In this issue of Blood, Jacobsohn et al report that 2 simple and reproducible assessment tools, the National Institutes of Health (NIH) composite skin score and the Lee skin symptom scale, are powerful predictors of severity and prognosis of skin GVHD.1 

Allogeneic transplantation was established as a curative procedure for hematologic malignancies in the early 1970s. Soon thereafter, a novel syndrome of chronic GVHD (cGVHD) was described with pleotropic clinical manifestations, multiple organ involvement, and a special predilection for the skin.2  From its earliest descriptions it was determined that cGVHD was a disease with a high fatality rate and that it frequently affected patients' quality of life. Based on detailed analysis of 20 patients, limited and extensive cGVHD were proposed.3  Extensive cGVHD diminished function, quality of life, and life expectancy. But others found an inverse correlation between the occurrence of cGVHD and risk for disease recurrence in leukemia.4  Ever since, observations have been reported associating mild cGVHD with improved long-term survival, while severe cGVHD is almost invariably associated with worse outcomes. Forty years later, definitions and classifications of cGVHD have been revised, but its management remains disappointing.5 First-line treatment relies on steroids or steroids with calcineurin inhibitors.6  More aggressive interventions such as the addition of mycophenolate mofetil do not improve long-term survival.7  What constitutes effective second-line treatment also remains to be determined. The results of promising phase 2 treatments have not often been confirmed in phase 3 treatments. Extracorporeal photopheresis, although widely considered beneficial and used frequently for advanced skin GVHD, did not achieve its primary end point when tested in a randomized study.8  Progress has been hindered by our limited understanding of the biology of cGVHD. But equally important is the lack of robust, reproducible, and validated methods for assessing the severity of cGVHD and its response to treatment.

Several instruments—some of considerable complexity—have been proposed for assessment of skin GVHD, the most frequent target organ. Now, Jacobsohn et al report a prospective multicenter validation of these tools. For this purpose they followed 458 transplant patients and assessed severity of skin GVHD with various instruments. They compared the results of the instrument-generated scores with physician and patient assessment of improvement over time.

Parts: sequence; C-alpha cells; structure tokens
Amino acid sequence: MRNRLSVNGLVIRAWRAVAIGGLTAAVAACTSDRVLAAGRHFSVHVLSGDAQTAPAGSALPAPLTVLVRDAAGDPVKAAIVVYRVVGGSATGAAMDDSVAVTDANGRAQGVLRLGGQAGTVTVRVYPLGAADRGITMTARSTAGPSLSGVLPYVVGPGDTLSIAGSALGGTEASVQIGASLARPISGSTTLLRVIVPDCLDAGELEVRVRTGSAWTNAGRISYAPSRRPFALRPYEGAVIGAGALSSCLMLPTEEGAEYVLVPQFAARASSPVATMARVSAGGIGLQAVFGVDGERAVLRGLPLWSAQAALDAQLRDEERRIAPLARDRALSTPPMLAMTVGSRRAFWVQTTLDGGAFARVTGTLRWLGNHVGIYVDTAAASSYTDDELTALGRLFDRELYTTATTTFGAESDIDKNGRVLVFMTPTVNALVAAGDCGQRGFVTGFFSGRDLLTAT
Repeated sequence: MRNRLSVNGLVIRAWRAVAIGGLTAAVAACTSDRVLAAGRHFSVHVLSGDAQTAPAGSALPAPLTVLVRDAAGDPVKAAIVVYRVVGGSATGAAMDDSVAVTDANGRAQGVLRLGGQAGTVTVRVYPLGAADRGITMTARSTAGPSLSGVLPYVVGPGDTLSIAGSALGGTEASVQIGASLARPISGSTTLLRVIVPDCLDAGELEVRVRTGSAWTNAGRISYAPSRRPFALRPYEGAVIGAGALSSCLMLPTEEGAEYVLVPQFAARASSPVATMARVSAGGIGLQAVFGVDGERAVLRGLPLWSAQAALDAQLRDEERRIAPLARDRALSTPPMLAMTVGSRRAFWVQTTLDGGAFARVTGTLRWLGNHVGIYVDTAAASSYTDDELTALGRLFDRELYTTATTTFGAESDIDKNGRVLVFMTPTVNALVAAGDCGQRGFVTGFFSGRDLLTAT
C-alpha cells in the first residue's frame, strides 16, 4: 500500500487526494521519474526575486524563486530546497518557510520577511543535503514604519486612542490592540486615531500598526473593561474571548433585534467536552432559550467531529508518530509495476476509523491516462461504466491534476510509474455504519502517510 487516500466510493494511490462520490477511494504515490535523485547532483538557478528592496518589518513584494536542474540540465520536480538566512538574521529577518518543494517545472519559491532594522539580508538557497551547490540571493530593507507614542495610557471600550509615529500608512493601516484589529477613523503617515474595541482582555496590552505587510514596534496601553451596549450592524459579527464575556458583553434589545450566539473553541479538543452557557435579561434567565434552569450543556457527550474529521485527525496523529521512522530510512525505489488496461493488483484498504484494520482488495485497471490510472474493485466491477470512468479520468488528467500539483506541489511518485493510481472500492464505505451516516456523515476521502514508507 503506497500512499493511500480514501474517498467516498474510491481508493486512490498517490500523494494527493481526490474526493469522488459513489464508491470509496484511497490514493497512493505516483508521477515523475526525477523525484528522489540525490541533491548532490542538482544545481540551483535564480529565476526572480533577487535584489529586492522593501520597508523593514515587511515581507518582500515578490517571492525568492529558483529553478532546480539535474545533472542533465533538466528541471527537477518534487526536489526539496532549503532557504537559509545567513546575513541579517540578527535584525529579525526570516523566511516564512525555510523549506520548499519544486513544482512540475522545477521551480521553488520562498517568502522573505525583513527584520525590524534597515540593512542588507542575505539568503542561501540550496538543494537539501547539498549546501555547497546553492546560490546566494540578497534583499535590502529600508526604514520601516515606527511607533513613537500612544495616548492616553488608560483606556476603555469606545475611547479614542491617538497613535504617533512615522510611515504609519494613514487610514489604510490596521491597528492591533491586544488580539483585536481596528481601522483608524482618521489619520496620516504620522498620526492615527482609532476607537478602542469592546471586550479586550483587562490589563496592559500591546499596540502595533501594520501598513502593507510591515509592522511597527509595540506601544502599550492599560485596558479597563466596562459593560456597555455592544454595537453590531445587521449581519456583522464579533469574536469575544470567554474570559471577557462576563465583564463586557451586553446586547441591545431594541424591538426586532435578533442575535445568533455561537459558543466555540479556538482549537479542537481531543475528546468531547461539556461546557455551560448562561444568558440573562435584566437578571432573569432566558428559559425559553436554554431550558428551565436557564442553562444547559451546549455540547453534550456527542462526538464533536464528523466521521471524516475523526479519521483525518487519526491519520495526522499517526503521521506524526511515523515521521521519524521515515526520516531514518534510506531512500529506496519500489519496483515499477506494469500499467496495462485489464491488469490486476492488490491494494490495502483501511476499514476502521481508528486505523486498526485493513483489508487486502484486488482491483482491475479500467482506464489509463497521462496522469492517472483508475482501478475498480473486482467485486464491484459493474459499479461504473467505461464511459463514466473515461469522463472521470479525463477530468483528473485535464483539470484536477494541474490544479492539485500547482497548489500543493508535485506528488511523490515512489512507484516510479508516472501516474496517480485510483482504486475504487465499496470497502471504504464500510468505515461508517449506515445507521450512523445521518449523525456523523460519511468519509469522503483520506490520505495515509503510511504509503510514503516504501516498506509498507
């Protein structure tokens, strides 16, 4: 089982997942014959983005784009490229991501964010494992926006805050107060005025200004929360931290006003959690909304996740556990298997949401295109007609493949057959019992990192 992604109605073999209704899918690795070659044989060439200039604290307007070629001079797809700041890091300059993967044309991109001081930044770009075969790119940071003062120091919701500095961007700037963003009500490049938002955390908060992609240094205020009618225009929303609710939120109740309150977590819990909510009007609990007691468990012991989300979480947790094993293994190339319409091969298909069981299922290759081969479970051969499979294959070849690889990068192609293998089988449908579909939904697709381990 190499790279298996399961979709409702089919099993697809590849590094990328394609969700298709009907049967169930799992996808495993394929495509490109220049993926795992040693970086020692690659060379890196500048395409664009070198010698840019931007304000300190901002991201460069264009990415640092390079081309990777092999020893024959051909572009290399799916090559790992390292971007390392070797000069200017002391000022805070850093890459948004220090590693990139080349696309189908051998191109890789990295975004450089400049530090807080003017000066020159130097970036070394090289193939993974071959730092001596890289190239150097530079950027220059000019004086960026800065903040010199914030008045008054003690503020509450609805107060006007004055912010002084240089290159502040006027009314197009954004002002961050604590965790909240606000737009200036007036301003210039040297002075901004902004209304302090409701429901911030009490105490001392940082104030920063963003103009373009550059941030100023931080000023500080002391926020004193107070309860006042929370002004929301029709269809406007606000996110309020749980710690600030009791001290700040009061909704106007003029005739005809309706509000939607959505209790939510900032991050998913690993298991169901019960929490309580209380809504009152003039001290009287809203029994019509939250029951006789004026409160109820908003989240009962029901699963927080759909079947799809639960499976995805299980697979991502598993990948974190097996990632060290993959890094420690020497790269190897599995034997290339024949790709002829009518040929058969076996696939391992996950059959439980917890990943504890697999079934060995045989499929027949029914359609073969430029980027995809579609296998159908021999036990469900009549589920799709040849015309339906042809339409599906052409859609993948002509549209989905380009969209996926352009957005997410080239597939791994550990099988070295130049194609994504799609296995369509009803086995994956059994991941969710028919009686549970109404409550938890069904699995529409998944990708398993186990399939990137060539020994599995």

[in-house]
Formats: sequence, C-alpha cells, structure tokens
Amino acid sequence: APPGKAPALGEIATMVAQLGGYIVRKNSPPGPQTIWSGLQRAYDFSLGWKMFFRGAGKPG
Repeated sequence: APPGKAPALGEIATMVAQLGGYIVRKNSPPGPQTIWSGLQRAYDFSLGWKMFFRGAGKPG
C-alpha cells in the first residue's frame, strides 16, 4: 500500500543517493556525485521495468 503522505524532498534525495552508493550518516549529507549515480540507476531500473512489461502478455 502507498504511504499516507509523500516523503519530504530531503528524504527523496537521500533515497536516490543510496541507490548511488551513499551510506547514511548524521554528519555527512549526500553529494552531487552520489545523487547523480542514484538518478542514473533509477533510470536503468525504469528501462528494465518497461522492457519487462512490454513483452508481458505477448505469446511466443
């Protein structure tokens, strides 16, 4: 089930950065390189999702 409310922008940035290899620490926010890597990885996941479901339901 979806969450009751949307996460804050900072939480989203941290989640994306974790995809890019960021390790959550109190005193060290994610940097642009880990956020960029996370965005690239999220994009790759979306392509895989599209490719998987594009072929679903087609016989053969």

Assessment of the extent and severity of skin involvement using the NIH composite skin score (see figure panel A)5  correlated well with severity of symptoms. By contrast, more complicated assessments correlated poorly with patient or physician perception. The same NIH composite skin score also correlated with survival. Worsening in NIH skin score at 6 months was associated with higher mortality and higher nonrelapse mortality compared with stable NIH skin score. The latter observation suggests that the NIH composite skin score could serve as a short-term surrogate end point that predicts for long-term success or failure of novel drug therapies.

Another straightforward assessment tool completed by patients, the skin subscale of the Lee symptom scale (see figure panel B)9  also correlated well with physician and patient perception of improvement in cGVHD. A skin score of more than 15 correlated with worse survival, whereas improvement on the symptom scale was associated with improvement in survival.

This work provides validation of the proposals of the 2005 Chronic GVHD Consensus conference, and generates robust and reproducible tools that can be used for the assessment of novel therapies.10  A better delineation of risk categories of skin GVHD also constitutes a pivotal step toward generating better understanding of the disease biology.

Conflict-of-interest disclosure: The author declares no competing financial interests. ■

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